A copy of an invoice for CHF 25,000 dated 15 February 1971 confirms its sale from de Chambrier to fellow Swiss national Raymond Perroud of Chemin des Voirons, Petit-Lancy, just outside Geneva. Like de Chambrier, Perroud cherished the rare 300 SL for a long time – until 2005. He was a Swiss airline pilot with a passion for fine and interesting cars: his stable also included a Lamborghini Miura and a Ferrari 246GT Dino bought new.
The third owner of chassis ‘0413’ was former Mobil Chairman and CEO Lou Noto, who entrusted it to Pichler AG, the Swiss Mercedes-Benz Classic Centre in Gstaad. Over five years, the skilled, factory-trained technicians carried out a painstaking restoration to bring the car back to ‘as delivered’. Totalling CHF 1,165,409, no expense was spared or detail overlooked as attested by the large history file including photographs and invoices. The period Becker radio in the immaculate dash is most likely the one that first crossed the border to Switzerland in August 1955.
Our client was the next owner – only the car’s fourth. Since its acquisition it has led a pampered life, now UK registered, barely driven and meticulously preserved in the exceptional condition in which it returned from the craftsmen in Gstaad.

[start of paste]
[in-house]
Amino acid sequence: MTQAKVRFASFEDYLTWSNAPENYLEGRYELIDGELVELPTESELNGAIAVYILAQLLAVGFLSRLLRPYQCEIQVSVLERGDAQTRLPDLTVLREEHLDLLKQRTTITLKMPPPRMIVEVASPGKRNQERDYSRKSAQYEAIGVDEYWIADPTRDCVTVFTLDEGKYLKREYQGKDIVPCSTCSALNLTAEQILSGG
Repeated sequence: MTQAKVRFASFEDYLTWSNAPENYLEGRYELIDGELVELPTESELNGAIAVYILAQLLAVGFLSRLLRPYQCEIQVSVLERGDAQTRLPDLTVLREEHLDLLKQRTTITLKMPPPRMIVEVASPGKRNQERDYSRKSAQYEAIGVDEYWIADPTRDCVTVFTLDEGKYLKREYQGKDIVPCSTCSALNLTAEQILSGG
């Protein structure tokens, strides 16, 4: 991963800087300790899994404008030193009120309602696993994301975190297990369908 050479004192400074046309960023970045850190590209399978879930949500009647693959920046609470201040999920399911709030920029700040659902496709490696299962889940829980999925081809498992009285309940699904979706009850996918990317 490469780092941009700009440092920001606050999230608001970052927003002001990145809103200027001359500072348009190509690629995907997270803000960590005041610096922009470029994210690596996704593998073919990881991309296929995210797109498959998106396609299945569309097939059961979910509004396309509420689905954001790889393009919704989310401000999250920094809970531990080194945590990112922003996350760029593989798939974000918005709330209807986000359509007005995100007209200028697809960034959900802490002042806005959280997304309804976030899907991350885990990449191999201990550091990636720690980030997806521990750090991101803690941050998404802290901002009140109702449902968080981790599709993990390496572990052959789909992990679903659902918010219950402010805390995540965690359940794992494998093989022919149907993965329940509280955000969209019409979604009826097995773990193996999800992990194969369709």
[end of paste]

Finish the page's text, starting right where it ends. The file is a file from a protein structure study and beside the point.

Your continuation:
We have seldom seen a Gullwing restored to these standards. As one of the 29 alloy cars – all accounted for – it is an exceptionally rare and desirable 300 SL. Its condition, and stunning and unusual specification of Weiß with blue upholstery, make it a stand-out car. Rarer than a Ferrari 250 GT Berlinetta of the period and often its equal on the track or in the mountain passes, the alloy 300 SL Gullwing personifies the tradition of pre- and post-War ‘Silver Arrows’. With only four owners from new, continuous history and benefitting from such an exceptional restoration, this example is one of the finest.